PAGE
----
Further information regarding the Pogge allegtions (UPDATED)

UPDATE 6/20/2016: An “Open Letter Regarding Thomas Pogge” has been signed by over 160 academics, including most of the members of Yale University’s Department of Philosophy as well as the department chair; you can add your name to the letter by clicking on the middle tab at the top of the letter.

From the Huffington Post, regarding allegations of quid pro quo:

In her affidavit, obtained by HuffPost, Aye said she met Pogge at a conference in 2013, and began emailing with him soon after. He offered to help her career, she said, stating early on in an email, “lots of job openings cross my desk, so maybe I can help you find a place where you can be productive in the [global justice] universe.” She said she always denied his offers. Their relationship became intimate during his visits to Europe in late 2013.

But Aye said she decided in early 2014 to “warn other women” that Pogge had deceived her repeatedly, including hiding that he had been married for about 30 years.

Pogge has denied acting inappropriately with any graduate students.

Aye believed she was one Pogge’s “secret mistresses,” she wrote in her affidavit, and that some of the other women were graduate students for whom he’d written recommendations. She alleged these relationships bordered on being “quid pro quo” arrangements.

Pogge wrote in an email to HuffPost that he had written a recommendation for one of the students he became intimately involved with, but said he did so before he “had any romantic relation with her.” He said he was familiar with her academic work because he had taught her in the summer of 2010.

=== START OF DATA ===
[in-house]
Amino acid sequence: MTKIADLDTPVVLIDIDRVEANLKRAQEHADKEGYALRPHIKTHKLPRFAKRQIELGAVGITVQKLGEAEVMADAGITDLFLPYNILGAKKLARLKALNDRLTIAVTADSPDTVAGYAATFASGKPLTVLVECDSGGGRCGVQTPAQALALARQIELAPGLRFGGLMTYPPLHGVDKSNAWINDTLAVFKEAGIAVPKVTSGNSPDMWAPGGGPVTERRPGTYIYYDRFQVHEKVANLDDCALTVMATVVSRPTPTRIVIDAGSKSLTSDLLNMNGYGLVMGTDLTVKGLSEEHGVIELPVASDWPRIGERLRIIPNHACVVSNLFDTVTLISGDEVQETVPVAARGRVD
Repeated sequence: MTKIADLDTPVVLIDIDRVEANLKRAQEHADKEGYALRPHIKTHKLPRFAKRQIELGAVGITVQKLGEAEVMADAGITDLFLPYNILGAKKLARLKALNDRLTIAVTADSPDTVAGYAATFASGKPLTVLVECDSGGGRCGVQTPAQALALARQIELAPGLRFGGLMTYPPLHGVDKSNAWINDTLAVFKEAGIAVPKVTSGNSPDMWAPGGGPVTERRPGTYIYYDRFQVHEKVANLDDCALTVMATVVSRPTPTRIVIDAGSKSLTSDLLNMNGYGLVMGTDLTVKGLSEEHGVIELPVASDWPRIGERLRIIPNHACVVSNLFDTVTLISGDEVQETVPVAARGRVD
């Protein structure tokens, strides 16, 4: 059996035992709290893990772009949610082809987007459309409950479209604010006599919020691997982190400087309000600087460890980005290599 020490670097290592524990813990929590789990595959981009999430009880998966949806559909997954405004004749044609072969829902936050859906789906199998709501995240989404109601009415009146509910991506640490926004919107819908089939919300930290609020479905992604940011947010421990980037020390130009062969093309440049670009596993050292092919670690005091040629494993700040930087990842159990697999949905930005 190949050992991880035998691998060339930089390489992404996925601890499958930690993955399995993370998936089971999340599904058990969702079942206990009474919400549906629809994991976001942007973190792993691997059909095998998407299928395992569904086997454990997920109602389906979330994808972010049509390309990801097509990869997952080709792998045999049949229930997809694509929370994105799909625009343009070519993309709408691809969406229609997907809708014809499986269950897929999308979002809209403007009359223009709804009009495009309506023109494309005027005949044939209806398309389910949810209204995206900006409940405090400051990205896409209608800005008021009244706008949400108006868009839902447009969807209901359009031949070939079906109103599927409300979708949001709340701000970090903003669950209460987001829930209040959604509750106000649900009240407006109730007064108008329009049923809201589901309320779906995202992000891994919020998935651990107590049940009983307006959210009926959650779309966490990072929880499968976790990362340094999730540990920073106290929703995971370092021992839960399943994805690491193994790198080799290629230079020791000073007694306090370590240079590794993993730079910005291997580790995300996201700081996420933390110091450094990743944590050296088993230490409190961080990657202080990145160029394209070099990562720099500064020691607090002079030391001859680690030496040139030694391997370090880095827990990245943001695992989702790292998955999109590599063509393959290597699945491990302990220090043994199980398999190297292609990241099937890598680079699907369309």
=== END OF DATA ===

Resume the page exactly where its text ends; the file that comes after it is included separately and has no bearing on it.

And regarding Columbia:

Yale recruited Pogge away from Columbia in 2007. When Pogge faced university charges of sexually harassing Lopez Aguilar at Yale in 2011, he told the school investigator that Yale was fully aware of the allegations against him at Columbia, according to BuzzFeed. Yale hired him anyway. 

Aye said Pogge had told her a different story about what happened at Columbia.

“He said that when he was at Columbia, he had a stalker who was crazy and eventually she entrapped him and performed oral sex on him, but the woman was crazy,” she said. “Harassment never even came up, it was just him sharing a story about crazy women he’s encountered in his life.”

Pogge disputed part of that claim in an email to HuffPost: “I cannot recall ever telling her that I was stalked by anyone (nor was I in fact stalked by anyone — at Columbia or elsewhere).”

Christia Mercer, who has taught philosophy at Columbia since 1991, said she was aware of allegations that Pogge had behaved inappropriately with a student at the school. Mercer said she warned professors at the University of Oslo in Norway, where both she and Pogge held academic positions, about the claims against him after she read the Thought Catalog essay in 2014. Pogge was reappointed later that academic year, and still holds a position with the university.

Another Pogge incident.

From Leiter:

Erin Kelly (Tufts):

Spring 1984 I visited Columbia University as a prospective graduate student. TP showed me the campus and encouraged me to come. After I left he followed up with a phone call. I told him I planned to enroll in the fall. He questioned me about my plans for the summer and, to my astonishment, he invited me to travel with him to Europe or South America. He also invited me to stay in his apartment prior to the beginning of the semester while I looked for an apartment. I declined both offers, but he insisted on sending me his keys.

I wanted to attend graduate school in philosophy and decided not to let TP’s inappropriate behavior prevent me from attending. I enrolled at Columbia and TP did not persist with any further invitations.